This week I am presenting images of a 49-year-old woman with abdominal pain and moderate distension. Examine the images below, leave your thoughts in the comments section, and come back on Friday for the answer.
What would be your diagnosis?
2. Subpulmonary fluid
3. Diaphragmatic eventration
4. None of the above
B-0118 Determination of the vascular input function using magnitude or phase-based MRI: influence on dynamic contrast-enhanced MRI model parameters in carotid plaques
R.H.M. van Hoof, M.T.B. Truijman, E. Hermeling, R.J. van Oostenbrugge, R.J. van der Geest, M.J.A.P. Daemen, J.E. Wildberger, W.H. Backes, M.E. Kooi | Thursday, March 7, 10:30 – 12:00 / Room N/O
Purpose: A reliable vascular input function (VIF) is important for quantitative analysis of atherosclerotic carotid plaque microvasculature using dynamic contrast-enhanced (DCE) MRI. In tumour imaging and brain perfusion studies, it has been demonstrated that a phase-based VIF (ph-VIF) is less sensitive to flow artefacts compared to magnitude-based VIF (m-VIF). The purpose is (1) to compare m-VIF and ph-VIF and (2) to investigate the influence of different VIFs on DCE MRI model parameters in carotid plaques.
Methods and Materials: 21 patients with 30-99% carotid stenosis underwent 3 T DCE MRI. Data from four patients, scanned with a high temporal resolution were used to construct group-averaged m-VIF and ph-VIF of the jugular vein. The other 17 patients were used for calculating Ktrans (measure of plaque microvasculature) using m-VIF and ph-VIF. The effect of neglecting flow on the m-VIF was estimated using the Bloch equations.
Results: Peak concentrations of m-VIFs were on average 4-fold lower than for ph-VIFs (p<0.001). Despite these differences, strong and significant correlation between Ktrans determined using group averaged m-VIF and ph-VIF was found (Pearson’s correlation 0.91, p<0.001). Taking into account a theoretical flow of 8 cm/sec, the discrepancy in peak concentration of m-VIF and ph-VIF disappeared.
Conclusion: Our data suggest a strong influence of flow when calculating m-VIF of the jugular vein. Despite this, strong correlation between Ktransparameters determined using m-VIF and ph-VIF was found. It is expected that a phase-based VIF results in a quantitative more realistic value of Ktrans.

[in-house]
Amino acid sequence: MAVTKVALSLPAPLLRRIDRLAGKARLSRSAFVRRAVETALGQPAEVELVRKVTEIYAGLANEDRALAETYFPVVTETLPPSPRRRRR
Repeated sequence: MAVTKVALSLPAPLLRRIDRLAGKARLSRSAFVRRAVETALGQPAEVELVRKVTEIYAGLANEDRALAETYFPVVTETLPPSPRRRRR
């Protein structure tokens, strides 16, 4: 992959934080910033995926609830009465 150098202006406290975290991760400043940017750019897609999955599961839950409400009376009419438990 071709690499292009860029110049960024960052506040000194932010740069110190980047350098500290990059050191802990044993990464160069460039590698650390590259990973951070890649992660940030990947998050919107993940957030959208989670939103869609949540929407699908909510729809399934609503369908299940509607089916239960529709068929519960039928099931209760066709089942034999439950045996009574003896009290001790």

A-285 The Spanish radiographer’s role in advanced MRI research
E. Alfayate Sáez | Saturday, March 9, 14:00 – 15:30 / Room B
A Radiographer, as part of a MRI research team, is more than just a professional obtaining patient´s images for either the investigational studies or clinical trials. Being part of the team means participating and understanding the project as a whole. It means one must know the study’s objectives, collaborate in the protocol design and optimization, and inform the patient about the exam and steps to follow in order to maximize his cooperation. Personal data protection and individual privacy must be guaranteed through all the process; a written informed consent should be signed by the patient as well. Taking care of all these particular aspects is very important for a successful completion of each study/trial. Due to rapid technological advances, and the necessity to deal permanently with state-of-the-art scientific areas, Continuous Professional Development (CPD) for a Radiographer working in a research team is critical. The radiographer is part of a multidisciplinary team, where each professional performs a very specialized task, combining efforts is crucial in order to produce a work of excellence that can be shared with the scientific community. Thanks to the continuous investment in new technology, we have the opportunity, in our site, to conduct research in diverse areas, such as cardiology, traumatology, gynaecology, obstetrics and neurology. Through this presentation we will share some of the research we are working on, as well as the importance of the Radiographer role in a research centre.
Muppet and I just returned from the RSNA meeting in Chicago (Muppet very happy after spending the week with Miss Piggy!). This week we’re presenting a straightforward case to make you happy as well. Images belong to a 63-year-old man with vague chest complaints.
Where is the abnormality and what do you think it is? Leave yout thoughts and diagnosis in the comments section and come back on Friday for the answer.
A-451 Coronary artery imaging from a chest CT examination: when and how
R. Marano | Sunday, March 10, 14:00 – 15:30 / Room G/H
The continuous technological evolution of multi-detector CT scanner characterized by larger detector array with increased anatomical coverage per rotation, faster rotation and table speed, and shorter acquisition time have made reliable to perform chest imaging with reduced cardiac motion artifacts, improving the assessment of heart and contiguous structures in the course of routine thorax CT. Further, the larger anatomic coverage of detectors and the availability of scan protocols with lower radiation dose have also made reliable to apply ECG-synchronization to chest CT study, and therefore to couple cardiac/coronary imaging with chest imaging. Different clinical queries requiring a chest CT imaging may underlie cardiac or coronary source that is not clinically evident; similarly, patients scheduled for thoracic surgery, staging or studied in emergency setting may present unexpected heart or coronary artery findings that can be detected in the course of pre-operative CT or may change the treatment and prognosis. Therefore, the capability to perform the assessment of both the heart and chest by a single diagnostic tool is becoming progressively significant because the evaluation of the heart often can provide clinically relevant information in the course of routine or emergency chest CT that is not otherwise easily available.
A-549 A. Head and neck cancer
L. Oleaga Zufiría | Monday, March 11, 08:30 – 10:00 / Room E2